There is some sort of new cool live magician dude who does tricks for the rich and famous at parties, and someone has filmed it.
You know the sort of magician I’m talking about, he looks less soap opera villain than the magicians of the past, dresses like a normal dude not a effeminate superhero and does his tricks at parties where the guest list is managed by a woman called paprika.
In one of these promos Stuart Broad is in the background looking like a rather striking androgynous model that has been placed there for the symmetry of the shot.
I didn’t think anything of it.
I mean, he’s an English celebrity, he’s at a wanky party drinking an over priced drink he didn’t pay for, and the camera has him in shot.
That’s all fine.
But now I get it.
We think we’ve just seen a test where Broad has taken 7 wickets and made 70 runs.
All of us who had written him off as a privileged lucky bastard with a rightfully earned test average of 36 who had convinced himself that he was in any way tough enough to be an enforcer as he went from test ground to test ground bowling terribly easy to play short of a length balls were shocked when he pitched the ball up and took wickets.
In a press conference afterwards he said that he knew his best length was pitching it up, he’d always known this. That everyone had always known this.
He didn’t, oddly, explain that if he knew that why had he spent 2 years ignoring it and being largely useless.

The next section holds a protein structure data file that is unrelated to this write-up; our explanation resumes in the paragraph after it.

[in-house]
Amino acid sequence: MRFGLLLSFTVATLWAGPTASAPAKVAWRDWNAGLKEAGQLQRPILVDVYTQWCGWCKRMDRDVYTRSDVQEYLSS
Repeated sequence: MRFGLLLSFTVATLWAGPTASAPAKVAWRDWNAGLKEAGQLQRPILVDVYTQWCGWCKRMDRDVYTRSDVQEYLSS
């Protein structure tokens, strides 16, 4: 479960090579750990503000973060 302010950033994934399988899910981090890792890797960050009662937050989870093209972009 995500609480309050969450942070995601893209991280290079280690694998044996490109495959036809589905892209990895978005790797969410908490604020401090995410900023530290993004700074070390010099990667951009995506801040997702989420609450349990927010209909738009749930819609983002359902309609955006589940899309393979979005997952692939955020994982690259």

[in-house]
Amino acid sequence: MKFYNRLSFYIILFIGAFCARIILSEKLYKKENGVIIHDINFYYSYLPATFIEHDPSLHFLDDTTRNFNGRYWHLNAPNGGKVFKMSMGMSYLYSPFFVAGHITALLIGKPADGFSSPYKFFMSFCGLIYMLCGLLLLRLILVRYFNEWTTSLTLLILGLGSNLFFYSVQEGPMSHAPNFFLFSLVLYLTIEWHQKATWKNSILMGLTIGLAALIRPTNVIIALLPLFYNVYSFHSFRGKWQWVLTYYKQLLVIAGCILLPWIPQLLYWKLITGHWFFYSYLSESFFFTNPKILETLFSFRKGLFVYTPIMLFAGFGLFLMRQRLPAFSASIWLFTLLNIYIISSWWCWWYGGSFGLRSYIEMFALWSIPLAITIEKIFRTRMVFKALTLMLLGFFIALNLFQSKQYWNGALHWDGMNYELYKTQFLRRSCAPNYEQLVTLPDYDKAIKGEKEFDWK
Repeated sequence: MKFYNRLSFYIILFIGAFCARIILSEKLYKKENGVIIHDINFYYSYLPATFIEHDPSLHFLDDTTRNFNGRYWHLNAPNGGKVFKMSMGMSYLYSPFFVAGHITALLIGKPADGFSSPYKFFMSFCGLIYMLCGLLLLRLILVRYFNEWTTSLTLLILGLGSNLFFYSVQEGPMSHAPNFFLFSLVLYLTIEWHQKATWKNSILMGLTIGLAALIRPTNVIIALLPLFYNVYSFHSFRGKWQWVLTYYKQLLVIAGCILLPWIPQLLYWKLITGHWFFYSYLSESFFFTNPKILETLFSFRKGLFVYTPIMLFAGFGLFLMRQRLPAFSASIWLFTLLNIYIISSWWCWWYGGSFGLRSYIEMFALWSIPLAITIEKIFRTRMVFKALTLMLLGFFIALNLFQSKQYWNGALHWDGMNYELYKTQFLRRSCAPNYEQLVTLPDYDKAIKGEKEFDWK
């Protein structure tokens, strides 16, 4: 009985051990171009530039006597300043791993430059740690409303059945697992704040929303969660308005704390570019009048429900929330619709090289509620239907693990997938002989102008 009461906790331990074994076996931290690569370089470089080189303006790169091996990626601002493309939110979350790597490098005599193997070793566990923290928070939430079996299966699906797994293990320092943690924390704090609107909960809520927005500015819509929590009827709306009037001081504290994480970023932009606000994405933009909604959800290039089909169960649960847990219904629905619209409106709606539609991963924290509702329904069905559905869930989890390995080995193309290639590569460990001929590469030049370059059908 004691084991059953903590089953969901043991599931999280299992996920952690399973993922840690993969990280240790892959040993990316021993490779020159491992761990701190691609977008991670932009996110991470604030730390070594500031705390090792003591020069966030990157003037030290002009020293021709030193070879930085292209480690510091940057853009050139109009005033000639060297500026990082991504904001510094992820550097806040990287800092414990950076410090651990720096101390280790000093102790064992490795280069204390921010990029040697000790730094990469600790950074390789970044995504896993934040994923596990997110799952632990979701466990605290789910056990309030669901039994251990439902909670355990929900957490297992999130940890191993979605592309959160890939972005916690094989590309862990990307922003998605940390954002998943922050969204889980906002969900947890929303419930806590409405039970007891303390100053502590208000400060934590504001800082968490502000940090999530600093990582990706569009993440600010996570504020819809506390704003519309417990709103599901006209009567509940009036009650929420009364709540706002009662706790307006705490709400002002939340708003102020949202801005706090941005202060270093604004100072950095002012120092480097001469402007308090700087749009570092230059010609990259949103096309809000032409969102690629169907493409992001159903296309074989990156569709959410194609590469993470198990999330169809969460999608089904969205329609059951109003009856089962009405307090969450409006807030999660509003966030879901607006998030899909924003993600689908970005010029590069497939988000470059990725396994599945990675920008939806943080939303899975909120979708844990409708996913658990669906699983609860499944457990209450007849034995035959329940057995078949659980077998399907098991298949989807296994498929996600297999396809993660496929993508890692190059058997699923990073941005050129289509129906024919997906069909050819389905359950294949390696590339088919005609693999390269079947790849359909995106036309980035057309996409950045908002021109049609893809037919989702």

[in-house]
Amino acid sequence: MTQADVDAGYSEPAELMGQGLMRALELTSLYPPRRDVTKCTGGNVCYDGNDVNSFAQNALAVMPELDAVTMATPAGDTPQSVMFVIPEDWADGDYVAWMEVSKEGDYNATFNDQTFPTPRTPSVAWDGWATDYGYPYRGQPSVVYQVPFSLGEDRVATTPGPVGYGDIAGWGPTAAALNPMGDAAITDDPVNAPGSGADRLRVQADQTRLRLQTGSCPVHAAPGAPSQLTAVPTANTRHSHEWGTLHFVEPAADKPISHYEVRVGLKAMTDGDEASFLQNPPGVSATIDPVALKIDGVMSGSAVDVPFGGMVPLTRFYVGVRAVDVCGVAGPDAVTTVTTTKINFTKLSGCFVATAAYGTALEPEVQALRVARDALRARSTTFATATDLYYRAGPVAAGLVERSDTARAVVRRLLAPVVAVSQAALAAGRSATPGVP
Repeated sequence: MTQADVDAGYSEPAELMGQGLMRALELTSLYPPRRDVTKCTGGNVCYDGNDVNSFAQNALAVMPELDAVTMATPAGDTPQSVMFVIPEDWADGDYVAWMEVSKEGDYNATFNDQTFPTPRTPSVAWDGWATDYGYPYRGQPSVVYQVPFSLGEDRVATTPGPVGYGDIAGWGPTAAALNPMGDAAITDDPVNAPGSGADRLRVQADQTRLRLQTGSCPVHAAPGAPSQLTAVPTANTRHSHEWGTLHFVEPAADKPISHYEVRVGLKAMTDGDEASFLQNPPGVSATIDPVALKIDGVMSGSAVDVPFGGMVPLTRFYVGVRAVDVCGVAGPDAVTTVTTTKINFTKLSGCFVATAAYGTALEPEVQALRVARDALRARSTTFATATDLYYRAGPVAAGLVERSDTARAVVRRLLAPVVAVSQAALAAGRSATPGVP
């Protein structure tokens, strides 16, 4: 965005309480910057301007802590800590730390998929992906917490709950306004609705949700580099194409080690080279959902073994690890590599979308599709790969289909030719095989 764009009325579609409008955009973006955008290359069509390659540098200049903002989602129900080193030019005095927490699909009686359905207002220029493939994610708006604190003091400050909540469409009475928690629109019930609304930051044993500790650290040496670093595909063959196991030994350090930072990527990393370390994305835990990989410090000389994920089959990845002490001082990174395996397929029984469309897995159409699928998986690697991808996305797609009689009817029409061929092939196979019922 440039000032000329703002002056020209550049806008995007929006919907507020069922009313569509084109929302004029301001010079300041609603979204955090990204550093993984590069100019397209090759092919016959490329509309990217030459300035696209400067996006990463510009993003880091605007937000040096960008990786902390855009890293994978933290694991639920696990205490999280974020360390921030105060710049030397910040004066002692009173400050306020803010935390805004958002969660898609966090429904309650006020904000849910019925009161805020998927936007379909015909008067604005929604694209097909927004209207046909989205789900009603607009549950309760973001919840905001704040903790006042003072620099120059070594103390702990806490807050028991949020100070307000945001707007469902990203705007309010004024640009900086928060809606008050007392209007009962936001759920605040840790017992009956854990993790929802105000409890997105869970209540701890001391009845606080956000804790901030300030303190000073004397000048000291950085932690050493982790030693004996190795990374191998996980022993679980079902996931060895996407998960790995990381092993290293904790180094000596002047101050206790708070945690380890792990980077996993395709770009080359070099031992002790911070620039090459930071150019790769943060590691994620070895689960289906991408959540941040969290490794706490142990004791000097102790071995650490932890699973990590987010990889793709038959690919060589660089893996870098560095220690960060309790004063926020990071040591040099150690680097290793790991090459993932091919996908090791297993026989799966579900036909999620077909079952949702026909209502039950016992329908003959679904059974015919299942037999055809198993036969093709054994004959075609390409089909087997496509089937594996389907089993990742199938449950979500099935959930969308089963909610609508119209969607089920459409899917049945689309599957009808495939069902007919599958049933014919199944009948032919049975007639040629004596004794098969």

Then his batting, which even at the best of times looks just a bit too lucky to be real, came off.
When England needed someone to stay at the other end to Prior and tell him just how great his square drive was, there was Broad, cheering on like an office worker who is trying to show his bosses how good his partner’s PowerPoint display is and occasionally chiming in with, this is so 2.0, we’ve got to streamline our objectives hardcore, and this is purple sky and yellow ocean thinking.
It didn’t make much sense, as there was more than a chance that Broad was going to get dropped either before or after this series.
Now he’s not.
You could say that the pressure of Tim Bresnan’s form made him improve.
That Andy Flower beat him up until the only word he could mumble was “full”.
Or that he just realised that the good will of the media had finally rubbed off and that if he was dropped now he’d be known of as the guy who went for six sixes and over and was a stroppy little prick who never met an umpire he didn’t moan too.
I don’t believe any of that is true.
I think it was cool celebrity live magic.